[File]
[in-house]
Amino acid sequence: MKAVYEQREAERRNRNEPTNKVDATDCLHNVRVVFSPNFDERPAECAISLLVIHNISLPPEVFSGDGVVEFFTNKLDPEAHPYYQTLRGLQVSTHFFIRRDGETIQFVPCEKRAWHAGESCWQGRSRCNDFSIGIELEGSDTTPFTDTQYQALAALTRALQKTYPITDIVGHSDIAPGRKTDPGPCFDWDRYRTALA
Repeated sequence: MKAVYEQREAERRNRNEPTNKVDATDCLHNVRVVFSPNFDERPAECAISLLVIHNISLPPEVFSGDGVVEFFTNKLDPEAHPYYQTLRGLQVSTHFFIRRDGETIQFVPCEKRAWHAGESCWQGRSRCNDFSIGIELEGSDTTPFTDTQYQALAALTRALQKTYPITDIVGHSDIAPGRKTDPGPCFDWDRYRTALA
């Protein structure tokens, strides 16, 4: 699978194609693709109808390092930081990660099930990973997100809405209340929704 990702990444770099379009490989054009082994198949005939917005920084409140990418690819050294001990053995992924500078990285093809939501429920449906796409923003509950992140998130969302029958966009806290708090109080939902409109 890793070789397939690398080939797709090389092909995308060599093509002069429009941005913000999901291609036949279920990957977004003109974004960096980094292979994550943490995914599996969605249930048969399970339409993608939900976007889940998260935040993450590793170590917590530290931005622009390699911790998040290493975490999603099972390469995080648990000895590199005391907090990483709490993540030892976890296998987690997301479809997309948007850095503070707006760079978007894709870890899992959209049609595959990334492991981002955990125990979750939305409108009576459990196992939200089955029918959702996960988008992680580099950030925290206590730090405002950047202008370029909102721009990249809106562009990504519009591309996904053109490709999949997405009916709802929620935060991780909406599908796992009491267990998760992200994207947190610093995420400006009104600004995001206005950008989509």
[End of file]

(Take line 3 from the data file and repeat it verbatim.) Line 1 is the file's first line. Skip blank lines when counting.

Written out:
Repeated sequence: MKAVYEQREAERRNRNEPTNKVDATDCLHNVRVVFSPNFDERPAECAISLLVIHNISLPPEVFSGDGVVEFFTNKLDPEAHPYYQTLRGLQVSTHFFIRRDGETIQFVPCEKRAWHAGESCWQGRSRCNDFSIGIELEGSDTTPFTDTQYQALAALTRALQKTYPITDIVGHSDIAPGRKTDPGPCFDWDRYRTALA